Police Ransomware Bears Fake Digital Signature
Ransomware has become major concern among users, particularly those variants that mimic law enforcement agencies like the FBI (known as police ransomware). Certain features have also been incorporated into the threat recently, such as an audio file and just now, fake digital certificates.
We encountered two samples bearing the same fake digital signature, which Trend Micro detects as TROJ_RANSOM.DDR. According to senior threat researcher David Sancho, the digital signature’s name and its issuing provider are very suspicious. Sancho believes that the fake signature’s sole purpose is likely to elude digisig checks.
Users may encounter these files by visiting malicious sites or sites exploiting a Java vulnerability.
Once executed, TROJ_RANSOM.DDR holds the system “captive” and prevents users from accessing it. It then displays a warning message to scare its victims into paying a fee. To intimidate users further, this warning message often spoofs law enforcement agencies like the FBI, often claiming that they caught users doing something illegal (or naughty) over the Internet.
Based on our analysis, the two samples we found impersonate two different law enforcement agencies. The first sample mimics the FBI, while the second one displays a warning message purportedly from the UK’s Police Central e-Crime Unit.
First seen in Russia in 2005, ransomware has since spread to other European countries and eventually, to the United States and Canada. These variants are known to extort money by taking control of systems and taunting users to pay for a fee (or “ransom”) thru selected payment methods.
The most recent wave of these variants were found capable of tracking victim’s geographic locations. This tracking enables the attackers to craft variants that impersonate the victim’s local police/law enforcement agencies while holding their entire systems captive.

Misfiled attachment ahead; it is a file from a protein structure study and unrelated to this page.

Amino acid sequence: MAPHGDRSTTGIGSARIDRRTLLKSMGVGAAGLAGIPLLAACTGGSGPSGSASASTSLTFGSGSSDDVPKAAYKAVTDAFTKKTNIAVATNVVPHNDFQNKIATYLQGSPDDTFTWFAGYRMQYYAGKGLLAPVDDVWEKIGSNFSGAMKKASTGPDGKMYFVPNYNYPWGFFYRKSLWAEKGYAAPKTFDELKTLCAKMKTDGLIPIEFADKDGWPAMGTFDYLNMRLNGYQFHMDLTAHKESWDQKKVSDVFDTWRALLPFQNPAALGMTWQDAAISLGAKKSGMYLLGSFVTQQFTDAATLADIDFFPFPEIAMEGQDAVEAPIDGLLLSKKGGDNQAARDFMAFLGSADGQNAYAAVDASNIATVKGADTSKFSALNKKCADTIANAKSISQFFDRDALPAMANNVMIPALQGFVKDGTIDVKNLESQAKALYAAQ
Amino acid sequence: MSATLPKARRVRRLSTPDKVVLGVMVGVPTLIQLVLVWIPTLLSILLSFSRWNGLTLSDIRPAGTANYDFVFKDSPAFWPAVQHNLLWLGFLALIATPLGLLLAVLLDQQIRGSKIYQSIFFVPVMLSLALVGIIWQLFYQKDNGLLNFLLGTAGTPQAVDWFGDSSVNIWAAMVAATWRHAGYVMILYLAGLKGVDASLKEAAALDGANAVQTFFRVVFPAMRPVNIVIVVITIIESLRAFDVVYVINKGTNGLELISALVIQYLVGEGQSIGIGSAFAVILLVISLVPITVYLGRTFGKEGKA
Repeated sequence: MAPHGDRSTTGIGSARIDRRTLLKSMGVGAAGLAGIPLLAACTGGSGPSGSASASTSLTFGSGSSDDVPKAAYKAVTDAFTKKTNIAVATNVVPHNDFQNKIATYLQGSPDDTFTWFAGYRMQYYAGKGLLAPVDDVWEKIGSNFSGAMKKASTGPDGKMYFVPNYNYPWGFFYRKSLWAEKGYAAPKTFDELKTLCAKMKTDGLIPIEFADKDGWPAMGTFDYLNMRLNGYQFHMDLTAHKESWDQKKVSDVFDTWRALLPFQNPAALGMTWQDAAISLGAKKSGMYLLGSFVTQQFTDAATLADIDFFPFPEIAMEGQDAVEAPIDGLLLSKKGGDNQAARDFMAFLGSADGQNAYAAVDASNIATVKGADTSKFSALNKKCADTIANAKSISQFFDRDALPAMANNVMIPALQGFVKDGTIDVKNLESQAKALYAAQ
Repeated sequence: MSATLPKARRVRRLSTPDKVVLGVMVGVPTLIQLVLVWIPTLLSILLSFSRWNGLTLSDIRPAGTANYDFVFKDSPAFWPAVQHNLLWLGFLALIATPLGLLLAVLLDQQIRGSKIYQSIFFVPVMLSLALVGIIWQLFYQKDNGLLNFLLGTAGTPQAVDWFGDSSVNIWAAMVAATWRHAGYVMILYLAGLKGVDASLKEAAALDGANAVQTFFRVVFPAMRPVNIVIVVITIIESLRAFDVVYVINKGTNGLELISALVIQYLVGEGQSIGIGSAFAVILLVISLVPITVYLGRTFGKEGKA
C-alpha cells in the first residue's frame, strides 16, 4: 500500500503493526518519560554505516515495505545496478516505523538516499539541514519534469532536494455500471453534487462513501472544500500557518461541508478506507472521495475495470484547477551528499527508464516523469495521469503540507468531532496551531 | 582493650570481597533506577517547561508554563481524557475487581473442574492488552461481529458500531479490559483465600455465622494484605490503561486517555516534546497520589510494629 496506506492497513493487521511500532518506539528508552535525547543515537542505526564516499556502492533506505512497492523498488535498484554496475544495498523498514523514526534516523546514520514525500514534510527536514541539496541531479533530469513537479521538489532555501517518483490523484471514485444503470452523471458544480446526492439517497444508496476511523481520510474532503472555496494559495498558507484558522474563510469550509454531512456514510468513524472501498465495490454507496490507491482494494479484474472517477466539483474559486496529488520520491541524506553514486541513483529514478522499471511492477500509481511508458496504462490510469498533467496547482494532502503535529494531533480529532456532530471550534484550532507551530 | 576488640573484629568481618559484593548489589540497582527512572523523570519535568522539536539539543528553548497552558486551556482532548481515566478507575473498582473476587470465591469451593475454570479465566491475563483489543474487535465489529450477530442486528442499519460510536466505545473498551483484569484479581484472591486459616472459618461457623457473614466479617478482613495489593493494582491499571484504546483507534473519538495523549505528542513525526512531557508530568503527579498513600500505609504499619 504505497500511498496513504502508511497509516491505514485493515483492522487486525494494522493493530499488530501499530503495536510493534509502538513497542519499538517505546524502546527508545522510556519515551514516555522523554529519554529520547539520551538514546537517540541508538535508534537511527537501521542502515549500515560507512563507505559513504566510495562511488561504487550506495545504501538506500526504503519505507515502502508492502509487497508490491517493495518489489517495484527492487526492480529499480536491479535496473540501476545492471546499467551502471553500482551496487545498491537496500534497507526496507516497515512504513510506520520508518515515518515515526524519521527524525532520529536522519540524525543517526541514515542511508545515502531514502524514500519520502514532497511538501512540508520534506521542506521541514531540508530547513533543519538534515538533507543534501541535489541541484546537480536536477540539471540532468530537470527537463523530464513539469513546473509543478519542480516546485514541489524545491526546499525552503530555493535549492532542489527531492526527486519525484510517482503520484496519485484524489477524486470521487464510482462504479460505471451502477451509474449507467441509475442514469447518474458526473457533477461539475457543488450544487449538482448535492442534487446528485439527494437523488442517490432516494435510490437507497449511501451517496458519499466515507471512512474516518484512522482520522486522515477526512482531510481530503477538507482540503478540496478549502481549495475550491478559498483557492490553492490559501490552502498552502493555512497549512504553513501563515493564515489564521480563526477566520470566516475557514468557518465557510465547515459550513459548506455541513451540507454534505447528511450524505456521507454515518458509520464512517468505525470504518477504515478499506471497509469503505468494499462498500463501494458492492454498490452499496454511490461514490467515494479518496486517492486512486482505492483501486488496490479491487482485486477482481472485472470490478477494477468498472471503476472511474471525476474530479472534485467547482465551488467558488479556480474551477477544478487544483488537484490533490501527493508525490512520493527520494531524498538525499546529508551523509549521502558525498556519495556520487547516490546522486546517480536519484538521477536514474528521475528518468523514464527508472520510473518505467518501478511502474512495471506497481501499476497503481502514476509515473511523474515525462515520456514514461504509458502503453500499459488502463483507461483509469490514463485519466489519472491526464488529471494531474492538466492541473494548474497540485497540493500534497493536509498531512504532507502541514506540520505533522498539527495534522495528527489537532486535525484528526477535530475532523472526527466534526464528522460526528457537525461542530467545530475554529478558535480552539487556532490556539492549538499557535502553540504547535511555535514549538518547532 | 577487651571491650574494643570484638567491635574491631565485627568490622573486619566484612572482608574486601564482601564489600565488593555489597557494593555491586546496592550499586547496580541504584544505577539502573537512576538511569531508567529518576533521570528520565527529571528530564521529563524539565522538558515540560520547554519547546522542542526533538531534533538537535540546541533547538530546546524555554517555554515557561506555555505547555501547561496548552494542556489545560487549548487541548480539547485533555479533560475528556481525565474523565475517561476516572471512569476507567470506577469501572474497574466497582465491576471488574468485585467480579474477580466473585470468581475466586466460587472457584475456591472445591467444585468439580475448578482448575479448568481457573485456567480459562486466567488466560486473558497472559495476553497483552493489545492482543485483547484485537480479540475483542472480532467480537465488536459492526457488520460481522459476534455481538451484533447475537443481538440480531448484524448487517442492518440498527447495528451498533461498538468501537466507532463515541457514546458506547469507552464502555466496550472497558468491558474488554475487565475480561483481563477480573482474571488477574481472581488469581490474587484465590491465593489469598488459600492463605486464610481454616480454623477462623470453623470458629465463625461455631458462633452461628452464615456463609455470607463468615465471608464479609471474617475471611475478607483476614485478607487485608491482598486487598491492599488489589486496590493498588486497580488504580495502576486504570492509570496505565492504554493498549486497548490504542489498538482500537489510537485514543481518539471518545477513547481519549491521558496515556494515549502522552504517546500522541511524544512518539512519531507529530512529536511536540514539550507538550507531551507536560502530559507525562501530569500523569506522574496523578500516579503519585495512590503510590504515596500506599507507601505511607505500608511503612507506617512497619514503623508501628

Software vendors include digital signatures as a way for users to verify software/program legitimacy. But cybercriminals may incorporate expired or fake digital sigs or certificates into the malware to hoodwink users into executing it. Just last October, Adobe warned users of malicious utilities carrying Adobe-issued certificates. Certain targeted attacks like the notorious FLAME was also found to use malicious file components bearing certificates issued by Microsoft.
Trend Micro Smart Protection Network protects users from this threat by detecting and deleting ransomware variants, including TROJ_RANSOM.DDR. To prevent this threat, users are advised to be cautious when visiting unknown websites and avoid clicking links from dubious sources.
To know more about the latest on police ransomware, you may read the report Police Ransomware Update.
With additional inputs from Diana Lopera